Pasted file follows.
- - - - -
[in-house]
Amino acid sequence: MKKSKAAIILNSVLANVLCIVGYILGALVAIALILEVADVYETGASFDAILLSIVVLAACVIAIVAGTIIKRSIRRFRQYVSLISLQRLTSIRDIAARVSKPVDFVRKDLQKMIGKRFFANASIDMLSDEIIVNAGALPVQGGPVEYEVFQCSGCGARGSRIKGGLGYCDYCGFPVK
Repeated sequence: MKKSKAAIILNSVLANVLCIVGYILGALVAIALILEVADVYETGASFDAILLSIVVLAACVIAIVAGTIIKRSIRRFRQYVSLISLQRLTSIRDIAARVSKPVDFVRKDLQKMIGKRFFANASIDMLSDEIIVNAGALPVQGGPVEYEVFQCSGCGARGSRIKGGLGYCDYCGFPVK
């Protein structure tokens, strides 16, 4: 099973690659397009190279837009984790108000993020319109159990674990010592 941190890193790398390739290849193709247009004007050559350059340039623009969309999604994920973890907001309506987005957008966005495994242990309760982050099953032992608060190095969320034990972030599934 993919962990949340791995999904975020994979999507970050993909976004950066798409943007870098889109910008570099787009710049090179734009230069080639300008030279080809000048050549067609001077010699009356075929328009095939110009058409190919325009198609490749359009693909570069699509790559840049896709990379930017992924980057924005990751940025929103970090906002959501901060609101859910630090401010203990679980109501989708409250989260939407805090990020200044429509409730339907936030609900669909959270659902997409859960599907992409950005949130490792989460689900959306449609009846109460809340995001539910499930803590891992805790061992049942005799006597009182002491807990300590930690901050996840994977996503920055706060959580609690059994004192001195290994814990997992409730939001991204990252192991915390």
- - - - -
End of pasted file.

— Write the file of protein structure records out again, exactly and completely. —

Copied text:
[in-house]
Amino acid sequence: MKKSKAAIILNSVLANVLCIVGYILGALVAIALILEVADVYETGASFDAILLSIVVLAACVIAIVAGTIIKRSIRRFRQYVSLISLQRLTSIRDIAARVSKPVDFVRKDLQKMIGKRFFANASIDMLSDEIIVNAGALPVQGGPVEYEVFQCSGCGARGSRIKGGLGYCDYCGFPVK
Repeated sequence: MKKSKAAIILNSVLANVLCIVGYILGALVAIALILEVADVYETGASFDAILLSIVVLAACVIAIVAGTIIKRSIRRFRQYVSLISLQRLTSIRDIAARVSKPVDFVRKDLQKMIGKRFFANASIDMLSDEIIVNAGALPVQGGPVEYEVFQCSGCGARGSRIKGGLGYCDYCGFPVK
């Protein structure tokens, strides 16, 4: 099973690659397009190279837009984790108000993020319109159990674990010592 941190890193790398390739290849193709247009004007050559350059340039623009969309999604994920973890907001309506987005957008966005495994242990309760982050099953032992608060190095969320034990972030599934 993919962990949340791995999904975020994979999507970050993909976004950066798409943007870098889109910008570099787009710049090179734009230069080639300008030279080809000048050549067609001077010699009356075929328009095939110009058409190919325009198609490749359009693909570069699509790559840049896709990379930017992924980057924005990751940025929103970090906002959501901060609101859910630090401010203990679980109501989708409250989260939407805090990020200044429509409730339907936030609900669909959270659902997409859960599907992409950005949130490792989460689900959306449609009846109460809340995001539910499930803590891992805790061992049942005799006597009182002491807990300590930690901050996840994977996503920055706060959580609690059994004192001195290994814990997992409730939001991204990252192991915390």